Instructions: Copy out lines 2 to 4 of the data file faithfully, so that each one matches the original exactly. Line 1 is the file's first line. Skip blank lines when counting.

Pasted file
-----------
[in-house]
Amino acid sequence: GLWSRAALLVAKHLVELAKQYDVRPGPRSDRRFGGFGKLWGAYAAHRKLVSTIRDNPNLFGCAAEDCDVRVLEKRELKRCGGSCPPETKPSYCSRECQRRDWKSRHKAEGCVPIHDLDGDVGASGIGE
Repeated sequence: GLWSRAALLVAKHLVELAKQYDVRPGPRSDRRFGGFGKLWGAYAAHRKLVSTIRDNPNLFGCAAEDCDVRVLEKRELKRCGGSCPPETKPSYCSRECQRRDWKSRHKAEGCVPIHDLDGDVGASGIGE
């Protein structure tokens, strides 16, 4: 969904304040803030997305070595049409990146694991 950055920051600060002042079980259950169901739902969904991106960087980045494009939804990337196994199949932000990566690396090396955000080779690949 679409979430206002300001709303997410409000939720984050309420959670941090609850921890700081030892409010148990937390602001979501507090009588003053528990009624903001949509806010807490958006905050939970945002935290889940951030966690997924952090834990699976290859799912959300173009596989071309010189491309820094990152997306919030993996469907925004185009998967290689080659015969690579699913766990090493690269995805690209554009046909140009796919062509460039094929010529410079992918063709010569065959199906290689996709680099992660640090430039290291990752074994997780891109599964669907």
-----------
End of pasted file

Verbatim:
Amino acid sequence: GLWSRAALLVAKHLVELAKQYDVRPGPRSDRRFGGFGKLWGAYAAHRKLVSTIRDNPNLFGCAAEDCDVRVLEKRELKRCGGSCPPETKPSYCSRECQRRDWKSRHKAEGCVPIHDLDGDVGASGIGE
Repeated sequence: GLWSRAALLVAKHLVELAKQYDVRPGPRSDRRFGGFGKLWGAYAAHRKLVSTIRDNPNLFGCAAEDCDVRVLEKRELKRCGGSCPPETKPSYCSRECQRRDWKSRHKAEGCVPIHDLDGDVGASGIGE
């Protein structure tokens, strides 16, 4: 969904304040803030997305070595049409990146694991 950055920051600060002042079980259950169901739902969904991106960087980045494009939804990337196994199949932000990566690396090396955000080779690949 679409979430206002300001709303997410409000939720984050309420959670941090609850921890700081030892409010148990937390602001979501507090009588003053528990009624903001949509806010807490958006905050939970945002935290889940951030966690997924952090834990699976290859799912959300173009596989071309010189491309820094990152997306919030993996469907925004185009998967290689080659015969690579699913766990090493690269995805690209554009046909140009796919062509460039094929010529410079992918063709010569065959199906290689996709680099992660640090430039290291990752074994997780891109599964669907």